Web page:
'I think it's all in how we use it.' Talking to machines: The rise of conversational artificial intelligence

NOW: ’I think it’s all in how we use it.’ Talking to machines: The rise of conversational artificial intelligence

MILWAUKEE (CBS 58) -- Artificial intelligence (AI) is breaking social norms and paving a new way of communication and relationship building.

AI has taken the world by storm, first with the mainstream usage of ChatGPT, and now, its slow integration into apps like Snapchat.

"Conversational AI is something new, but yet parallel to so many things in media and technology that we've been researching for literally decades," said Valerie Kretz, associate professor of communication and media studies at Saint Norbert College.

Kretz went on to say even though conversations in the AI world are augmented, the feelings we have while communicating with an AI entity can be perceived as reality.

"It's an artificially created conversation, and yet still a conversation," said Kretz.

New chat AI programs, like the ones found in the popular social media app Snapchat, continue to grow, learn, and mirror who a person is.

"Their responses are much more natural and are more on an emotional level, and it's not just the surface information that you would get from other types of platforms," said Kretz.

A newfound relationship, digging into the psychology of a person's most inner thoughts.

"I think people are just playing with it, like having fun with it, and seeing what this computer is going to say to me," said psychotherapist Greg Schoeneck.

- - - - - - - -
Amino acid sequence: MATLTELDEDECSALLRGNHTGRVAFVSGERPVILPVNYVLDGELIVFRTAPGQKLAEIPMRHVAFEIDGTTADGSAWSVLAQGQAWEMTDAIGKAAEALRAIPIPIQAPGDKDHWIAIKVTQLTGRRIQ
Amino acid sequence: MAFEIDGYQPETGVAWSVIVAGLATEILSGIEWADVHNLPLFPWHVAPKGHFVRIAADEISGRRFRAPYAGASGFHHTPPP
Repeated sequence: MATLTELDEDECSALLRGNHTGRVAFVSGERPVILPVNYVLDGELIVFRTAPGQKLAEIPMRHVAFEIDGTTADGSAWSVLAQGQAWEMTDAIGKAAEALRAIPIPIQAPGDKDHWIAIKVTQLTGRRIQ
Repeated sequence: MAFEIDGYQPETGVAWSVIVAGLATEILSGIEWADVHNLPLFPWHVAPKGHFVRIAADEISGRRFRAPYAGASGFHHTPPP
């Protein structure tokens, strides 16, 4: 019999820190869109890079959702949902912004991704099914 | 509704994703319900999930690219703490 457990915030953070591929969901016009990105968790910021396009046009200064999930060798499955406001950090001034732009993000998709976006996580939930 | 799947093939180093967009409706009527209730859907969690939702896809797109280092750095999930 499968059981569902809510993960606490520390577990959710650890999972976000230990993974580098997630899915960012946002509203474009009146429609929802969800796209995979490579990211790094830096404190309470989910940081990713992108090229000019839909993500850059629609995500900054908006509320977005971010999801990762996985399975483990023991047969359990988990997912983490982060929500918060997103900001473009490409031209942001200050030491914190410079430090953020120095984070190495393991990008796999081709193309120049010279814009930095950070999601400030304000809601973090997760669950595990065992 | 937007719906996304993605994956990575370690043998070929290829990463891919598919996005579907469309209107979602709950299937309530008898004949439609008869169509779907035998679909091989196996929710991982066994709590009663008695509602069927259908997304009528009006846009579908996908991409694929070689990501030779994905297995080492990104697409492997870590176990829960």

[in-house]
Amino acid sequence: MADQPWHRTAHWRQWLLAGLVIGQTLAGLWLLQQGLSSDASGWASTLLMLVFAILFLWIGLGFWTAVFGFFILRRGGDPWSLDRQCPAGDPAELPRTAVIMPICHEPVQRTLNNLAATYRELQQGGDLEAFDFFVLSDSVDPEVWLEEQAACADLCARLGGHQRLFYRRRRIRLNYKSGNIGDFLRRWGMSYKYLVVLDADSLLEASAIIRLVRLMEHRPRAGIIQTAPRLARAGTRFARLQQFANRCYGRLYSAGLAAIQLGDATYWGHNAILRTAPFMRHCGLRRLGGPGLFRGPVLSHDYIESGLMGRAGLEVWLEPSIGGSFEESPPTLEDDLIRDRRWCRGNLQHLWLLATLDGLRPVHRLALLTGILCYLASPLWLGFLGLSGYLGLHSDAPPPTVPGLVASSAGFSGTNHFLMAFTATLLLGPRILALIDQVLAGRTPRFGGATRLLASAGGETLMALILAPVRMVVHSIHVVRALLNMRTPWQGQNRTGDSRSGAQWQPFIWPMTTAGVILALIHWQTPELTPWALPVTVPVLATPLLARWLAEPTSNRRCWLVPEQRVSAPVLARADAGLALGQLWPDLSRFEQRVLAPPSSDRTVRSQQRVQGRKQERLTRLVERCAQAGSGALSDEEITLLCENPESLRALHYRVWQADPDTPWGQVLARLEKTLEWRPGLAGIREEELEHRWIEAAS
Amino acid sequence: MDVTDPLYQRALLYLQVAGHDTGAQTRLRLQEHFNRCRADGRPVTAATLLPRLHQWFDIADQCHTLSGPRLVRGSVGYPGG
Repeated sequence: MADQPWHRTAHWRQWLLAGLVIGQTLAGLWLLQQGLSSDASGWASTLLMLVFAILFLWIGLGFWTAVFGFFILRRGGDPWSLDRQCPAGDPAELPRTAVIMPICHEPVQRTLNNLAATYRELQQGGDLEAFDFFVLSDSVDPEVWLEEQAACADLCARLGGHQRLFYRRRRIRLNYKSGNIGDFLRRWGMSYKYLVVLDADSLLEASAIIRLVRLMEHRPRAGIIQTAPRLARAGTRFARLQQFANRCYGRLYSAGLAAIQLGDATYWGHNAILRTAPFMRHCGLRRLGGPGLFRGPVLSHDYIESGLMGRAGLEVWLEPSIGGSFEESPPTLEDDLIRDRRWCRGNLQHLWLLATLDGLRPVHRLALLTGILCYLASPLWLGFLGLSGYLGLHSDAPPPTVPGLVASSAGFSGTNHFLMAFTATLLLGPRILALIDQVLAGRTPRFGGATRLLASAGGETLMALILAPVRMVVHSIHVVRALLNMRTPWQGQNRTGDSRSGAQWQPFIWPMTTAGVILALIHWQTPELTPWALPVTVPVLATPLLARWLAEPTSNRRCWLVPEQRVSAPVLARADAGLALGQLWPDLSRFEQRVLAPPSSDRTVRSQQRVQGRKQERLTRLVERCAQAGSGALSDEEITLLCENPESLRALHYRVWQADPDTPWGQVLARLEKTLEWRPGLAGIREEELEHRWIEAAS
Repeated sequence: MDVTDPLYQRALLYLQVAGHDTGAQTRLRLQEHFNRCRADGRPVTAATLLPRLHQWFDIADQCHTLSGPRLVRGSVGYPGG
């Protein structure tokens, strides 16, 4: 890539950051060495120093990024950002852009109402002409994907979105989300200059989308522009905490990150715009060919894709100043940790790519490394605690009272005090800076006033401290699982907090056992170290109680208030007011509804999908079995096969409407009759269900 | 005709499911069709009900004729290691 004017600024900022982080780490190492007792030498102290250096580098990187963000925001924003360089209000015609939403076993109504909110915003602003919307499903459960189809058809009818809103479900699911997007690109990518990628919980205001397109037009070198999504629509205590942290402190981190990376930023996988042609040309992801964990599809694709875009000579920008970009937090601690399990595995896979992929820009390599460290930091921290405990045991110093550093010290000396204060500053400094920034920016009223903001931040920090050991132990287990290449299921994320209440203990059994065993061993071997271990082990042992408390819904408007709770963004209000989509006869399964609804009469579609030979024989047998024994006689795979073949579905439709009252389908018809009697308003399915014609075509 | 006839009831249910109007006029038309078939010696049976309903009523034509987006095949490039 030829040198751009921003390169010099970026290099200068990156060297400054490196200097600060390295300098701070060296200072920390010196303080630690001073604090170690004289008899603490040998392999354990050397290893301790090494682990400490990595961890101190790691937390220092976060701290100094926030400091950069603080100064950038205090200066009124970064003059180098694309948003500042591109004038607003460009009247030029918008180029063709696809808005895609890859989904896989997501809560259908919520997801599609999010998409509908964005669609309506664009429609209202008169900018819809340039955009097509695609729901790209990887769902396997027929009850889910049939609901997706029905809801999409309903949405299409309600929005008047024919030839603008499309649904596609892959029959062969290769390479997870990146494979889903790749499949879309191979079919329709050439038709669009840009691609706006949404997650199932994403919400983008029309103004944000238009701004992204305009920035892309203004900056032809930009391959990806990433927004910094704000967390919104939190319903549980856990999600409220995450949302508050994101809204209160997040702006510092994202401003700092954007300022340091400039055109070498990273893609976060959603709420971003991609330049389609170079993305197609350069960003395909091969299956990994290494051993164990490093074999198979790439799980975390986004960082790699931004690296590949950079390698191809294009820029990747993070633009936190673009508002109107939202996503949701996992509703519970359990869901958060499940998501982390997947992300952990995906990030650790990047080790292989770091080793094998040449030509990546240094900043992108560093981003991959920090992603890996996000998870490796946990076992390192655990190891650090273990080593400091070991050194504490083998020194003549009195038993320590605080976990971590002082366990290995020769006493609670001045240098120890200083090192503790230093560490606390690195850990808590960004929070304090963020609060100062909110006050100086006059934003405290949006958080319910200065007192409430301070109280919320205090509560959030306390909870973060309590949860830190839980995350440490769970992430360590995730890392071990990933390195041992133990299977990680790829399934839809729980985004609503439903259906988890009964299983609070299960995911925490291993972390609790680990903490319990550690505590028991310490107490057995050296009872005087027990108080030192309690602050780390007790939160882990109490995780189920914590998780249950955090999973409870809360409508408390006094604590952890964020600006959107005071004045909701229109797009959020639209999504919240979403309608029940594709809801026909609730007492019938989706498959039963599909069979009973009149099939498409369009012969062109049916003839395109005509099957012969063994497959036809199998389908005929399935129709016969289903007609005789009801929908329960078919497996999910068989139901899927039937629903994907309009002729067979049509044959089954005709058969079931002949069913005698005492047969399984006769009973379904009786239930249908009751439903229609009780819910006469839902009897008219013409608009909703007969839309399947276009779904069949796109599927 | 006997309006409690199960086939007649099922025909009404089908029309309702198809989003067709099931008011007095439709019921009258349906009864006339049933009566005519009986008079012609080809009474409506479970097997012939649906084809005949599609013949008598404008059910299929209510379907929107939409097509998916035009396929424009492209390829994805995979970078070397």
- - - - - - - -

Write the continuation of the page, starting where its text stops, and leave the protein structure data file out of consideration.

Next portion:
Schoeneck argued these new waves of conversational artificial intelligence offer people a form of validation.

"This thing really cares about me, and that’s what's really being projected to you, is that this thing really cares about me," said Schoeneck.

Something Zachary Hart, a student studying engineering at Milwaukee School of Engineering, went on a quest for.

"It felt true, like, it was like an actual therapist," said Hart.

Hart turned to ChatGPT for relationship advice, and while his heart ached, his fingers typed.

"I asked it kind of questions, and it helped answer it, (about) my breakup," said Hart.

Hart went on to say he turned to AI and not his friends to experience judgement-free advice.

"Maybe the questions are more weird or personal, or really odd and out there, and maybe you don’t exactly know the right person for the question," said Hart.

And while people crave confirmation, Schoeneck said something deeper is at risk of being lost.

"If all this thing does is validate, and kind of ask and give you those good feels, it's nice, but it's not going to let you grow. There's a connection you and I are going to have if we sit in sadness, we don’t need words, we don’t need anything, I can literally sit with you, walk with you, be sad with you, and I don’t think AI is going to be able to do that," said Schoeneck.

But like any new relationship, understanding this one between mankind and machine might take some work.

"I think it’s all in how we use it. Are we using it in a way that is productive, that’s beneficial, or are we using it in a way that’s harmful? And that’s on both an individual level and a broader social level," said Kretz.

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